Director: Guillermo Del Toro
Writers: Guillermo Del Toro, Matthew Robins
Starring: Mira Sorvino, Jeremy Northam, Charles S. Dutton, Josh Brolin
Synopsis: Three years ago, entomologist Dr. Susan Tyler genetically created an insect to kill cockroaches carrying a virulent disease. Now, the insects are out to destroy their only predator, mankind.
Oscar-winning director Guillermo Del Toro has created lots of memorable fantasies with awesome creatures, colorful characters, and stunning nightmare worlds. He puts a unique directorial stamp on every film he makes, and for the most part, he has succeeded, especially with his 2006 masterpiece Pan’s Labyrinth, the extraordinary ghost fable The Devil’s Backbone, and the sumptuously made The Shape of Water, the film that won Del Toro his Academy Award for Best Director.
But the one film he made that never came together in the way he wanted was the Dimension Films science fiction thriller Mimic, starring Mira Sorvino and Jeremy Northam, released twenty-five years ago in August 1997. The horror genre was booming in popularity that year, following Wes Craven’s 1996 smash hit Scream, and with the oncoming I Know What You Did Last Summer and Scream 2. Meta slasher films about teens were all the rage, but thrillers with evil creatures, with plenty of science fiction tossed in for good measure, didn’t have the same kind of pull for audiences. Around this time we got The Relic, Event Horizon, and Phantoms, all with good casts and clever premises that, for one reason or another, didn’t make much of an impact at the box office.
Mimic was another of those creature features, but this time we had the visionary Guillermo Del Toro behind the camera, hot off his acclaimed 1993 debut Cronos. Based on the short story by Donald A. Wollheim, Mimic tells of cockroaches carrying a virulent disease that are slowly morphing and growing, and soon set out to destroy mankind, Dr. Susan Tyler (Mira Sorvino) and Dr. Peter Mann (Jeremy Northam) setting out to stop them before it’s too late. The plot is absurd, but Del Toro’s eye for stunning visuals and the gathering of a solid cast that also includes Giancarlo Giannini, Charles S. Dutton, Josh Brolin, and F. Murray Abraham elevate the material over some of the other similarly-themed genre films of the time.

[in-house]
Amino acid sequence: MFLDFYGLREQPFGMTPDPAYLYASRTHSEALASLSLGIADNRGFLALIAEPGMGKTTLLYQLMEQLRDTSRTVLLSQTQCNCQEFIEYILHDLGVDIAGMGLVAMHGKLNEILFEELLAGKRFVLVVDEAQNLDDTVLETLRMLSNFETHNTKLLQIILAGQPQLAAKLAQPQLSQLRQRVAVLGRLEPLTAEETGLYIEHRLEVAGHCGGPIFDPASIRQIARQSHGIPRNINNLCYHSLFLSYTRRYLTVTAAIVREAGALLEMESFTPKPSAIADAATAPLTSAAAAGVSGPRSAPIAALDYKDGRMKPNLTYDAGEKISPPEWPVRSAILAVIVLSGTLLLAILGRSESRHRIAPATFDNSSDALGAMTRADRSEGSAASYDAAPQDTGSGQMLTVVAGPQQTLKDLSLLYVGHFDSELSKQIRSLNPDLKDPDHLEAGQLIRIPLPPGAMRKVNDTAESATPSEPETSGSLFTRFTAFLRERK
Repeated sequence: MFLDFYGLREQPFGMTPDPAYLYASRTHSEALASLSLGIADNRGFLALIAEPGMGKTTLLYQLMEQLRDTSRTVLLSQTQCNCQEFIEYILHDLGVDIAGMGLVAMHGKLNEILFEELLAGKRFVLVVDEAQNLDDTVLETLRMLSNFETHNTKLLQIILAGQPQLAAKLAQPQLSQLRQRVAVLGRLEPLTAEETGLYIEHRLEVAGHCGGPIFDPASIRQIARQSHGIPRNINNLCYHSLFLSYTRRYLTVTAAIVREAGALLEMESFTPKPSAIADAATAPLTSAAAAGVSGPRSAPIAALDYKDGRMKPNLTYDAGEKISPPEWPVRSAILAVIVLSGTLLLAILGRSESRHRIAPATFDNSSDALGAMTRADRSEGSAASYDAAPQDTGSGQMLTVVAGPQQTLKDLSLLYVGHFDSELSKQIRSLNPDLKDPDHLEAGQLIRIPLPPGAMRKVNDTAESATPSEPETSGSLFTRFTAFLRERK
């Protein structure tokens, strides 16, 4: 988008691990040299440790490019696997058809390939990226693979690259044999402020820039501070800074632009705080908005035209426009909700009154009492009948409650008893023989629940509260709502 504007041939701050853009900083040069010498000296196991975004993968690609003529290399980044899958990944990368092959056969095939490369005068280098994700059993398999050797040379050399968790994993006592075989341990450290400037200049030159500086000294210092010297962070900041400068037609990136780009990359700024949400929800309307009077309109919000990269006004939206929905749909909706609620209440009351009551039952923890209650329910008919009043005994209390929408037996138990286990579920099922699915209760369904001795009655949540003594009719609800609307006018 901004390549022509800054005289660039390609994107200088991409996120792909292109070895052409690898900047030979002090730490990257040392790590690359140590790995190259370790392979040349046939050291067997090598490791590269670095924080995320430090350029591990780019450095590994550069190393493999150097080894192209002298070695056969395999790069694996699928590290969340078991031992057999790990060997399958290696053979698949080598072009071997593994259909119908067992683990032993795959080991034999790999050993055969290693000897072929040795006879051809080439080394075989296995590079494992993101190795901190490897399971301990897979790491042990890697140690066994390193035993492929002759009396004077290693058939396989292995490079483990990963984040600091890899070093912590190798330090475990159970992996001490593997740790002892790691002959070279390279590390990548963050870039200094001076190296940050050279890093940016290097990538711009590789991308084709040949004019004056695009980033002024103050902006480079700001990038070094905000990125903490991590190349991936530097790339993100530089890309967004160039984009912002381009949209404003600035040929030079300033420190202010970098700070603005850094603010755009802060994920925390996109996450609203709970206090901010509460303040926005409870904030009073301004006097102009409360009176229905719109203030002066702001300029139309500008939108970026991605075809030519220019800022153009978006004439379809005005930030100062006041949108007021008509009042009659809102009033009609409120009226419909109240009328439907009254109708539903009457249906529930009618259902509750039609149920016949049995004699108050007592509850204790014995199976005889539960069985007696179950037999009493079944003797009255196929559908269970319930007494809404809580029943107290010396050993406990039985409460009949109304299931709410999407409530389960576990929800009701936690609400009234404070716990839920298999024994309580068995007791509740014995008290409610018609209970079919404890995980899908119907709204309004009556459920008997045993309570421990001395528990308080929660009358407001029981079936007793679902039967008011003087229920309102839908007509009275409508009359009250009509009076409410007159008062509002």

Some elements in the film work better than others. Sorvino, just a year after her Best Supporting Actress Oscar win for Mighty Aphrodite, gives an engaging and believable performance, even if her character is slightly underwritten, and even if her chemistry with Northam is almost nonexistent (the two actors reportedly couldn’t stand each other while filming). The action is also top-notch, especially when a giant cockroach swoops up Sorvino in the middle of a subway station, and when an explosion rocks a New York City street from beneath, cars launching into the air. The concept has some intrigue, kind of an expanded X-Files episode directed by a mad genius and featuring two Academy Award-winning actors.
However, after watching both the 1997 version and Del Toro’s preferred 2011 Director’s Cut, I didn’t find much else to recommend about Mimic. The pacing in both versions has a snail’s pace in the first half that isn’t helped by pedestrian dialogue, and Jeremy Northam’s woodenness brings the narrative to a crashing halt at times. The movie is also absurdly dark once the characters navigate those underground subway tunnels, some of the events difficult to see, let alone be gripped by.
Del Toro has stated with no ambiguity that he hated making Mimic, disowning the film upon its release after a production fraught with tension and constant clashing with Harvey and Bob Weinstein. The latter apparently paid lots of visits to the set, making unreasonable demands about what should be shot, and threatening to fire Del Toro if he didn’t get his way. Once production wrapped, Bob Weinstein oversaw a lot of the post-production process, and Del Toro’s vision became compromised before the film hit theaters. There’s a slickness and a lack of focus to many scenes that don’t feel like they’re of Del Toro’s making, and ultimately Mimic doesn’t cohere the way so many of his other better movies do.
The reviews were not all bad at the time, Roger Ebert giving the film a rave and saying “Mimic makes the old seem new, fresh and scary,” but the film landed with mostly a thud at the box office, only pulling in 25 million on a 30-million-dollar budget. Its release in the dumping ground of late August probably didn’t help, but if Del Toro had been able to put on the screen exactly what he’d intended from the beginning, everyone would have been better off in the long run.
He was able to pull together a few deleted scenes as well as remove second-unit shots he never liked for his later Director’s Cut, but Mimic was never able to be salvaged completely, and so if there’s one saving grace about this mediocre movie, it’s that the terrible experience Del Toro had making it put him back on the path of more personal stories like The Devil’s Backbone and Pan’s Labyrinth. Mimic, alas, was a mere hiccup in what has proven to be an astonishing career.